You can actually mutate imports in Javascript

July 3, 2022

2 min read

Mutating imports

Recently, I've realized that you can mutate imported objects in Javascript. Interesting right? I've always thought imported objects give us fresh copies each time they are requested/accessed - apparently not.

And mutation not only impacts the file you requested the import, but mutation also happens in all the files that particular import is being used.

E.g, you cannot expect to have the same outcome when you import a file catList and mutate it in file catListPopper, then, import the catList in the catListLooker. Because, now both catList and catListLooker share the mutated import - same reference.

Let's elaborate.

Mutating cat file

You can imagine this diagram as a backend application. An API endpoint imports an object and mutates it, then, maybe returns a JSON object as a result. Then, another file tries to imports the cat.js, but instead of getting an array of objects with full of cats, gets an empty array as result. Why? Due to Javascript's nature, objects are not immutable by default and imports do not restart their states after being called.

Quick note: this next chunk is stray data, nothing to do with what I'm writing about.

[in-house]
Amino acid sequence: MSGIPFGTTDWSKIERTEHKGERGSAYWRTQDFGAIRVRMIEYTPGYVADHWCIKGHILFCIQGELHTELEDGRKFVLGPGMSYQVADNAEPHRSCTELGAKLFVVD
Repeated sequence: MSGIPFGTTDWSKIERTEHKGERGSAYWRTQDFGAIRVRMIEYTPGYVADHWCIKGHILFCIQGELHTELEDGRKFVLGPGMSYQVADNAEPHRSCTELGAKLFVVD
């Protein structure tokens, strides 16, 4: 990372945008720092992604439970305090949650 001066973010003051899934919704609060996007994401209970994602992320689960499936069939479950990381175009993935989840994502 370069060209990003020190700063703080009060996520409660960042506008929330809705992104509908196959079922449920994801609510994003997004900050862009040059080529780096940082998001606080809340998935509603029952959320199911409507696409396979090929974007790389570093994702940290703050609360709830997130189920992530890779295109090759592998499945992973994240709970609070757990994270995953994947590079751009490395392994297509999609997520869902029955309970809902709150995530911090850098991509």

In order to understand this behaviour we need to get a level deeper. These days, we use bundlers such as Webpack or SWC to run and customize our codes. What they do is, they boil down all the code into a single file and let them share the same/common lexical scope - so we don't have to download each file individually when we requested a website. Let's try to reproduce the scenario above.

Bundling them together

Even though we think we work in different files, in reality we are actually working in a single file at the end. But, preventing this behaviour is actually pretty easy.

Bundling them together

As you can see once we copied the CatList into different variable, console.log and pop(), they both reference the different objects.

var n = [
      { name: "Cat1" },
      { name: "Cat2" },
      { name: "Cat3" },
      { name: "Cat4" },
    //function that copies catlist into some other variable.
    a.pop(), a.pop(), a.pop(), a.pop();

We successfully prevented the mutation of an object.


It's important to keep the code as mutation free as possible to get rid of those unwanted behaviours. With a simple copy, you can save yourself from hours of working. So, new time think twice while importing and mutating objects. Stay mutation free!

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